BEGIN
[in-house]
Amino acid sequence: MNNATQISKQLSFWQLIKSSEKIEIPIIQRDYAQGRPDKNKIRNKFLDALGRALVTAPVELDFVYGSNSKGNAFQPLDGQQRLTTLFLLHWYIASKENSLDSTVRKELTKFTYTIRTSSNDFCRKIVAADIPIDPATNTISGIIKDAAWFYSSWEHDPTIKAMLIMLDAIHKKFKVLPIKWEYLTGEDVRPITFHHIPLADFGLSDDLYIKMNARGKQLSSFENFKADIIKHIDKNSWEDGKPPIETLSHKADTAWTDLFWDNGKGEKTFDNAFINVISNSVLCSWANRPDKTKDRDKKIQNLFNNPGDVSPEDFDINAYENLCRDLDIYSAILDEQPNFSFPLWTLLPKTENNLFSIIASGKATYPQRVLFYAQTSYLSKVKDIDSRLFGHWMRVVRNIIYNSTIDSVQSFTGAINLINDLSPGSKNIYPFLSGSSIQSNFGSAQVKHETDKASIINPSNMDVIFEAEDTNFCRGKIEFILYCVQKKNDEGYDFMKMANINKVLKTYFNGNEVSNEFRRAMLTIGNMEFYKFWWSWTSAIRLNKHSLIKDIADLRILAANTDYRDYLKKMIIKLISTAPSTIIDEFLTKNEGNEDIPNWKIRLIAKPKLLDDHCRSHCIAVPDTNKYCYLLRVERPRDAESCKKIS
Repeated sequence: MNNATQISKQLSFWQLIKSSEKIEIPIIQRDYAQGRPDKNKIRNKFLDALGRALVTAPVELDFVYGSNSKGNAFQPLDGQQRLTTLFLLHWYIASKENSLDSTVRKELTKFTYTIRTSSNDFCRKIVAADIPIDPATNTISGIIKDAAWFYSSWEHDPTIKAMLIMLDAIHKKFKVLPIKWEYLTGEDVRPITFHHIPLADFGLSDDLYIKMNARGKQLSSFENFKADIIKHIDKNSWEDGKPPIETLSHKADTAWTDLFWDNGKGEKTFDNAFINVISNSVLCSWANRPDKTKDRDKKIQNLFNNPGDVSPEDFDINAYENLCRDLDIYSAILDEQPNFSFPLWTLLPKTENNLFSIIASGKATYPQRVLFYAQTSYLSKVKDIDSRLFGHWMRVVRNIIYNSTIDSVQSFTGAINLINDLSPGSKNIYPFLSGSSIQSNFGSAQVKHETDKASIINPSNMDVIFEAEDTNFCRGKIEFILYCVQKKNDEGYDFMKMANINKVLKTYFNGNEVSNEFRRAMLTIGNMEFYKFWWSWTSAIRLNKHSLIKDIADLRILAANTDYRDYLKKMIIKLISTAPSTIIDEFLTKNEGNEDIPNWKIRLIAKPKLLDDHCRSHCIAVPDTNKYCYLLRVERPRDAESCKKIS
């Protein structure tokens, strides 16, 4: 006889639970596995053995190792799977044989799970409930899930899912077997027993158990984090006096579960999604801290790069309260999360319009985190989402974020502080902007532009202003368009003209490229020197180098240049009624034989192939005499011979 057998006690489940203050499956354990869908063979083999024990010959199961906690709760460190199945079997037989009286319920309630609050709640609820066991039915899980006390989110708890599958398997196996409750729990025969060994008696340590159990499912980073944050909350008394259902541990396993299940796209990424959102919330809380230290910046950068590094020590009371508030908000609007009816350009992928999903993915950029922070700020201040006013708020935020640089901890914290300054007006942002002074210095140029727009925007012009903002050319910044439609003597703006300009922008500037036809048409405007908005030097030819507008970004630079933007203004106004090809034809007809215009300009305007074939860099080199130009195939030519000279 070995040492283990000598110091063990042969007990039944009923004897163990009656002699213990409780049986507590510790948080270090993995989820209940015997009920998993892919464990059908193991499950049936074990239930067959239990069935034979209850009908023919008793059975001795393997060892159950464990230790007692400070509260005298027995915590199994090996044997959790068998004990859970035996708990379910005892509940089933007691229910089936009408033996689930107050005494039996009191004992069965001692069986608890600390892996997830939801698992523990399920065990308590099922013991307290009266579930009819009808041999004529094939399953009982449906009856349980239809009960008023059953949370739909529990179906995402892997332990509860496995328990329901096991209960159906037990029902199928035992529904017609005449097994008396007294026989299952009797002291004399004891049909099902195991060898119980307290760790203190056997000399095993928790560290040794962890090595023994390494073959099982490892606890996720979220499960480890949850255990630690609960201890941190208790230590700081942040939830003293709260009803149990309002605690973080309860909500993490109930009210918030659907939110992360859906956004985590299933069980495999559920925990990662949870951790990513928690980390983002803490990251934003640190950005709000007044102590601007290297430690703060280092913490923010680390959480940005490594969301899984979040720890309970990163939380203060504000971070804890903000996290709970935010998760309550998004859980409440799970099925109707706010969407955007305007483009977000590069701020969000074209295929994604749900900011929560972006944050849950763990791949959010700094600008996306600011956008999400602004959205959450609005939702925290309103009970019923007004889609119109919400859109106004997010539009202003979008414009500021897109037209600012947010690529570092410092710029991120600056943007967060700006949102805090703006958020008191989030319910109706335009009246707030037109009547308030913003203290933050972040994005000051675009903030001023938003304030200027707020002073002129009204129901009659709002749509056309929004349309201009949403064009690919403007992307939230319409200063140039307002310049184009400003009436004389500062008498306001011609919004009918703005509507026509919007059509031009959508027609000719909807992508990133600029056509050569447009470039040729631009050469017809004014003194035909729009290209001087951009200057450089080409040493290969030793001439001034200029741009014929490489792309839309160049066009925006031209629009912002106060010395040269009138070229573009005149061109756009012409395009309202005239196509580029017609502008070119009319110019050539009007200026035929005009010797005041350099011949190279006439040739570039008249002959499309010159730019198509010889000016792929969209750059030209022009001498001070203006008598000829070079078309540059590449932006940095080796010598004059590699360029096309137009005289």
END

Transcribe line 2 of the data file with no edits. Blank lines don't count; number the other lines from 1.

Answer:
Amino acid sequence: MNNATQISKQLSFWQLIKSSEKIEIPIIQRDYAQGRPDKNKIRNKFLDALGRALVTAPVELDFVYGSNSKGNAFQPLDGQQRLTTLFLLHWYIASKENSLDSTVRKELTKFTYTIRTSSNDFCRKIVAADIPIDPATNTISGIIKDAAWFYSSWEHDPTIKAMLIMLDAIHKKFKVLPIKWEYLTGEDVRPITFHHIPLADFGLSDDLYIKMNARGKQLSSFENFKADIIKHIDKNSWEDGKPPIETLSHKADTAWTDLFWDNGKGEKTFDNAFINVISNSVLCSWANRPDKTKDRDKKIQNLFNNPGDVSPEDFDINAYENLCRDLDIYSAILDEQPNFSFPLWTLLPKTENNLFSIIASGKATYPQRVLFYAQTSYLSKVKDIDSRLFGHWMRVVRNIIYNSTIDSVQSFTGAINLINDLSPGSKNIYPFLSGSSIQSNFGSAQVKHETDKASIINPSNMDVIFEAEDTNFCRGKIEFILYCVQKKNDEGYDFMKMANINKVLKTYFNGNEVSNEFRRAMLTIGNMEFYKFWWSWTSAIRLNKHSLIKDIADLRILAANTDYRDYLKKMIIKLISTAPSTIIDEFLTKNEGNEDIPNWKIRLIAKPKLLDDHCRSHCIAVPDTNKYCYLLRVERPRDAESCKKIS